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Enthusiasm for technology runs wide and deep at the University of Washington, which recently took a snapshot of current tech usage patterns by students, faculty and teaching assistants. 

Supplemental materials such as course recordings and streaming or downloadable content have contributed to substantial changes in tech use since 2008 (the time of the last reporting). One example out of the School of Oceanography is the research and discovery within the classroom coupled with a live undersea video feed.

“The data around student technology use are interesting, because we see students using a greater variety of technologies to support their learning than instructors report using in various course contexts,” said Cara Giacomini, Research Manager at UW-IT.

Over 1800 students, teaching assistants and faculty participated in the Teaching, Learning, and Research Technology surveys in 2011. Findings show that technology use is increasing, proficiency and access is high while technical obstacles were reported as low. Additionally, students report using technology to support their learning more than what is required by faculty, and both students and instructors are using educational technology to make large classes more manageable. Giacomini adds, “In particular, students make greater use of collaboration and communication technologies as they coordinate with their classmates.”

Tom Lewis, Director, Academic & Collaborative Applications, UW Information Technology, summarizes the importance of the report:

“The fact that faculty and students rate their personal technology expertise similarly undermines a commonly-held notion that students are far ahead. This, coupled with the fact that faculty and students are using the same technologies, means that there is a huge potential to use these technologies in innovative and interesting ways for teaching and learning. What is more remarkable is that almost all faculty involve students in their research projects and encourage independent research by students, and Web-based collaboration and communication tools are central to the research process. The survey really shows how central technology has become to all facets of inquiry at the University of Washington.”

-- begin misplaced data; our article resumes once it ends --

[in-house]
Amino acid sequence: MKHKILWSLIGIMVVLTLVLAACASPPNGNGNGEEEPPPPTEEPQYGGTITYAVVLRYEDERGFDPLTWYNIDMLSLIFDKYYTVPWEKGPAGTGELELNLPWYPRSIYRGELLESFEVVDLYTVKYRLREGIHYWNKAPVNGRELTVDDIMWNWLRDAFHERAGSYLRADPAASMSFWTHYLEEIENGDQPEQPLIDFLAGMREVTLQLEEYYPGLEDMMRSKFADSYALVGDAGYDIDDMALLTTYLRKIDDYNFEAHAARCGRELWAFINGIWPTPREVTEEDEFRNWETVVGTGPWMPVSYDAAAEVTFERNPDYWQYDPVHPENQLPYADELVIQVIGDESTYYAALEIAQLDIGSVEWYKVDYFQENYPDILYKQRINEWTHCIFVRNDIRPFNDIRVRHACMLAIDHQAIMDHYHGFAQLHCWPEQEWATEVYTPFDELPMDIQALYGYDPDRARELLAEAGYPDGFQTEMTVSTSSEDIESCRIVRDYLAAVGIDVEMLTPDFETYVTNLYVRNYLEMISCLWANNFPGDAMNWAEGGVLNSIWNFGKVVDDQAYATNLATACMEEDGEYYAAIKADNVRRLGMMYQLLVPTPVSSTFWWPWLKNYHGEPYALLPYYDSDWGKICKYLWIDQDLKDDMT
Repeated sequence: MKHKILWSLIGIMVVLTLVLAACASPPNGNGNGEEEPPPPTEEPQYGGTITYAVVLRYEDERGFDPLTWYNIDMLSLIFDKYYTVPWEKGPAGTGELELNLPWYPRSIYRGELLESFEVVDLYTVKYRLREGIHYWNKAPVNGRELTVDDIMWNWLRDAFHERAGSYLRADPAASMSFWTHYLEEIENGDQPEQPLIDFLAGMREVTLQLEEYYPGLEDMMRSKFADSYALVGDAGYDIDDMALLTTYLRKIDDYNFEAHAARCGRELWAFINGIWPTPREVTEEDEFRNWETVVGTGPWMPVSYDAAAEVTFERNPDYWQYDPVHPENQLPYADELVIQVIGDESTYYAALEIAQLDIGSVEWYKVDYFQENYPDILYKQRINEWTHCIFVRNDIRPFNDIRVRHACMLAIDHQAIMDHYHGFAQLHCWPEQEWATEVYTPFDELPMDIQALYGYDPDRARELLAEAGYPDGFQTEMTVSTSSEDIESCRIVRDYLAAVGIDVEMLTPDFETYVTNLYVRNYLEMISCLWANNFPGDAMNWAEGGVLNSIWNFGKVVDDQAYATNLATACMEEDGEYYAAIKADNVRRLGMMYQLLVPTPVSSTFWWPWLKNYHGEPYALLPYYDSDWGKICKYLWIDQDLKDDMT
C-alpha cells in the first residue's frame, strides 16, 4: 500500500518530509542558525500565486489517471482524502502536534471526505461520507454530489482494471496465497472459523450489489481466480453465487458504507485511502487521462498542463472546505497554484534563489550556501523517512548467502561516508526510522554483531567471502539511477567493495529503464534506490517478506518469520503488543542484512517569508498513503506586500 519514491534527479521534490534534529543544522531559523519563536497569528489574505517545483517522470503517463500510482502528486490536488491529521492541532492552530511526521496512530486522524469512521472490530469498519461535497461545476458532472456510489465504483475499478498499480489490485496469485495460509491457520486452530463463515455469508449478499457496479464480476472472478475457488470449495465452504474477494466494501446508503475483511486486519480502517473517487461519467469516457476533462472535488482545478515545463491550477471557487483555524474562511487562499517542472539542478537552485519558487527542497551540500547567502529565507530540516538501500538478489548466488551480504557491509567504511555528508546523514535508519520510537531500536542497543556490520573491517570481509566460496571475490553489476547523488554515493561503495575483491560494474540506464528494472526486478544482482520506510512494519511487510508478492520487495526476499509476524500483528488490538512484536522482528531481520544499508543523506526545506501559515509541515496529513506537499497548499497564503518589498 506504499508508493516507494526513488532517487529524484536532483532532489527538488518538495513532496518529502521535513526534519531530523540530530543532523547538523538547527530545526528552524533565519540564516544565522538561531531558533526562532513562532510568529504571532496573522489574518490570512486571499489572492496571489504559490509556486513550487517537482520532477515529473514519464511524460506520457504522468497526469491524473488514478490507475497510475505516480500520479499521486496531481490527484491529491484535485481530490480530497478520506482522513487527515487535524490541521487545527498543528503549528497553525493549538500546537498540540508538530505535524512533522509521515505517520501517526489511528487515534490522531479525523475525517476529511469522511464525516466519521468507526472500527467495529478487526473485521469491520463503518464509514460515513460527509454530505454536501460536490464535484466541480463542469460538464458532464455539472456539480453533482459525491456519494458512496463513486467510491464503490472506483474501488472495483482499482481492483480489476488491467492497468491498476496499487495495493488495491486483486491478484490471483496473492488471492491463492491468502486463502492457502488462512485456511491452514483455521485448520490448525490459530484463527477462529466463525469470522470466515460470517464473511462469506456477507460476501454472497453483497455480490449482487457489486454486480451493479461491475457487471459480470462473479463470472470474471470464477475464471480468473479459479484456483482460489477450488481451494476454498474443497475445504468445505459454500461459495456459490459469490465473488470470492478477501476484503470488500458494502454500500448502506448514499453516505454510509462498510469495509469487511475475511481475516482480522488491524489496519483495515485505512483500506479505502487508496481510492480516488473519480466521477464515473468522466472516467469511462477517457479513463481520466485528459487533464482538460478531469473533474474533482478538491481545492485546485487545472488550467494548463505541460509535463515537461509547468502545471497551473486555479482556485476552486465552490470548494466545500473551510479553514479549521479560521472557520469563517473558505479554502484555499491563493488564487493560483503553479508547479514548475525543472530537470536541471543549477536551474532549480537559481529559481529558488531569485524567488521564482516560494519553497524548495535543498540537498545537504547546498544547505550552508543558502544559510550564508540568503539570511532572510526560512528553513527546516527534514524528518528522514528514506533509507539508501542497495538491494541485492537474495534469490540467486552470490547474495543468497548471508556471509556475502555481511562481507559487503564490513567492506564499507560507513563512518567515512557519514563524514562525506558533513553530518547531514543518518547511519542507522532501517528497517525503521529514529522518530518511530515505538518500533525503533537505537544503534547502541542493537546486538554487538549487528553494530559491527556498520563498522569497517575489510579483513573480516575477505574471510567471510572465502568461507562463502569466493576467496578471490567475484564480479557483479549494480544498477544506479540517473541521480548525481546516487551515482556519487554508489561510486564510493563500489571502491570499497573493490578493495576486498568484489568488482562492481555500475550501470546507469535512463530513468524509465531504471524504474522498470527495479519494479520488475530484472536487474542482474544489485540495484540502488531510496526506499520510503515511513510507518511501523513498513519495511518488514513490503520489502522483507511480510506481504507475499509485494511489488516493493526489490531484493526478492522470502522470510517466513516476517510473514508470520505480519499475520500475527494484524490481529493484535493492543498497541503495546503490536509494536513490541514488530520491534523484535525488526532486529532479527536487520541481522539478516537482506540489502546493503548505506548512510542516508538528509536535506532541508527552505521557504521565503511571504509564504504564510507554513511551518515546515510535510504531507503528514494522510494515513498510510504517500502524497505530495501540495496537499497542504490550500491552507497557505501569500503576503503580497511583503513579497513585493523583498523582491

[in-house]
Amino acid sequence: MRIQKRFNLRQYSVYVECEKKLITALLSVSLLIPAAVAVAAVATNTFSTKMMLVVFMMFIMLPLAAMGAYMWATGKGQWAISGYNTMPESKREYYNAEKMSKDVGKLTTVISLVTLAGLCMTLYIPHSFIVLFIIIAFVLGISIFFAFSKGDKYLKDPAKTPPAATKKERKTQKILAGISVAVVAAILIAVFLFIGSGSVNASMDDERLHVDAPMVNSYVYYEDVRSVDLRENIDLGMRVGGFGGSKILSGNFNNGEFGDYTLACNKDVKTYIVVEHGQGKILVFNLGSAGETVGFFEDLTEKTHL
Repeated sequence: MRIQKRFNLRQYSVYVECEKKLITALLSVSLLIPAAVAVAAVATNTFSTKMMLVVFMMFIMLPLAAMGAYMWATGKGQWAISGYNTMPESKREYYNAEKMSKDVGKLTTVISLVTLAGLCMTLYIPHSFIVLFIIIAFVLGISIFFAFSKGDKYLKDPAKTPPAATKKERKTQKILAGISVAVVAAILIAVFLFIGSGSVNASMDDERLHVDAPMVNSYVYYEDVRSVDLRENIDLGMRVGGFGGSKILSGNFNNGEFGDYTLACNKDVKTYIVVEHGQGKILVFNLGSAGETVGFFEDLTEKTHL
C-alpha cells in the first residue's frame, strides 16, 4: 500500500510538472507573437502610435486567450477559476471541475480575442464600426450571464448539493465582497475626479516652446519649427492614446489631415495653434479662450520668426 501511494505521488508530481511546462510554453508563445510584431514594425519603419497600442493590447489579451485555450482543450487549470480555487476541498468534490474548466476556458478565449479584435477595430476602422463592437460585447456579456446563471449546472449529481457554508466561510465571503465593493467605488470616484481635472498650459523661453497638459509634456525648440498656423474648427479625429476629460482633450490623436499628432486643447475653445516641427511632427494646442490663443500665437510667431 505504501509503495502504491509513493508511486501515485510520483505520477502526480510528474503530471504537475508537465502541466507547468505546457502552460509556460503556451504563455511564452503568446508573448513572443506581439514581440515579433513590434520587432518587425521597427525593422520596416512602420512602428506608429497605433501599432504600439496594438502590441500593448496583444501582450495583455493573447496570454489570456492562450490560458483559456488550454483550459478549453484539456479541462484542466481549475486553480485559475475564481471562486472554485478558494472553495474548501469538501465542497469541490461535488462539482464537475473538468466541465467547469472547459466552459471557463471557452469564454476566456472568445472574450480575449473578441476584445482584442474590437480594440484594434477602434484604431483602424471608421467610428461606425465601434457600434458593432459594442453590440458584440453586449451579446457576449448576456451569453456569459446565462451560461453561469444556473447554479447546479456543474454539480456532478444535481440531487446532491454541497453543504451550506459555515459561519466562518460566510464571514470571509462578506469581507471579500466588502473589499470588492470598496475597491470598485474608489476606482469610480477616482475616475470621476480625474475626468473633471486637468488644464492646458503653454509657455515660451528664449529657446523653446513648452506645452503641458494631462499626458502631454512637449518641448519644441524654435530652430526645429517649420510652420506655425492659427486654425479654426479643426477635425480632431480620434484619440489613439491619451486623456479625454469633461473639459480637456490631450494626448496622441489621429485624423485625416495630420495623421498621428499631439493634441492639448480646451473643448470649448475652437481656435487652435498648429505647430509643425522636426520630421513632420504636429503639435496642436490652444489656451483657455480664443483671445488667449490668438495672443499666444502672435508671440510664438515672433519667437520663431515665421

The chart below shows the percentage point change in overall use of these technologies across populations and teaching/learning contexts showing which technologies have increased use since 2008 and the few with diminished use. As with the key findings, this helps illustrate that tools that help with course management activities are getting the biggest gains.

Advancing beyond technology tools, the researches took into account how people are using the technology. Giacomini states, “We did do some new things with proficiency measures, so we could look to see how individuals with different skill levels had different experiences with technology, encountered different obstacles, had different priorities, etc. This lets us think of ways of tailoring information and support to more effectively reach various types of users.”

Read the full report here.

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